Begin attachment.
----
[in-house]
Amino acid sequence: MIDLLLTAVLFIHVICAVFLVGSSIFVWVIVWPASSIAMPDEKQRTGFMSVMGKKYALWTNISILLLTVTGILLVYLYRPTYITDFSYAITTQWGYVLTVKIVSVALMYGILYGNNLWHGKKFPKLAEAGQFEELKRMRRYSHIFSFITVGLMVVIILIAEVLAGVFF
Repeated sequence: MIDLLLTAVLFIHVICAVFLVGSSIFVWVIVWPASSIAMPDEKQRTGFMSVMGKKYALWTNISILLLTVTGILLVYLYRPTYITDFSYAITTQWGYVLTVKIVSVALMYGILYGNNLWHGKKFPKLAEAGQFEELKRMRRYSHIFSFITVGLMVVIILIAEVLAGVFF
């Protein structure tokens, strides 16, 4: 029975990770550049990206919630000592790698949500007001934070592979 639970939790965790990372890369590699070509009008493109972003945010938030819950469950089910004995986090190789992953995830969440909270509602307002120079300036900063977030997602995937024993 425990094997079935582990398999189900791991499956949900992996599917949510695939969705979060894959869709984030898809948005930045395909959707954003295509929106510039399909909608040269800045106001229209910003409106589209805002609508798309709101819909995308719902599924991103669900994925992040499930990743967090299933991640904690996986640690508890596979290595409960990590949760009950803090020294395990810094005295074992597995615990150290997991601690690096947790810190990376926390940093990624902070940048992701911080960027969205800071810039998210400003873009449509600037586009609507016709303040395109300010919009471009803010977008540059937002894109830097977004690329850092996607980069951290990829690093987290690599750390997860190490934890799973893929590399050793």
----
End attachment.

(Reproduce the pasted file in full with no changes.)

[in-house]
Amino acid sequence: MIDLLLTAVLFIHVICAVFLVGSSIFVWVIVWPASSIAMPDEKQRTGFMSVMGKKYALWTNISILLLTVTGILLVYLYRPTYITDFSYAITTQWGYVLTVKIVSVALMYGILYGNNLWHGKKFPKLAEAGQFEELKRMRRYSHIFSFITVGLMVVIILIAEVLAGVFF
Repeated sequence: MIDLLLTAVLFIHVICAVFLVGSSIFVWVIVWPASSIAMPDEKQRTGFMSVMGKKYALWTNISILLLTVTGILLVYLYRPTYITDFSYAITTQWGYVLTVKIVSVALMYGILYGNNLWHGKKFPKLAEAGQFEELKRMRRYSHIFSFITVGLMVVIILIAEVLAGVFF
């Protein structure tokens, strides 16, 4: 029975990770550049990206919630000592790698949500007001934070592979 639970939790965790990372890369590699070509009008493109972003945010938030819950469950089910004995986090190789992953995830969440909270509602307002120079300036900063977030997602995937024993 425990094997079935582990398999189900791991499956949900992996599917949510695939969705979060894959869709984030898809948005930045395909959707954003295509929106510039399909909608040269800045106001229209910003409106589209805002609508798309709101819909995308719902599924991103669900994925992040499930990743967090299933991640904690996986640690508890596979290595409960990590949760009950803090020294395990810094005295074992597995615990150290997991601690690096947790810190990376926390940093990624902070940048992701911080960027969205800071810039998210400003873009449509600037586009609507016709303040395109300010919009471009803010977008540059937002894109830097977004690329850092996607980069951290990829690093987290690599750390997860190490934890799973893929590399050793």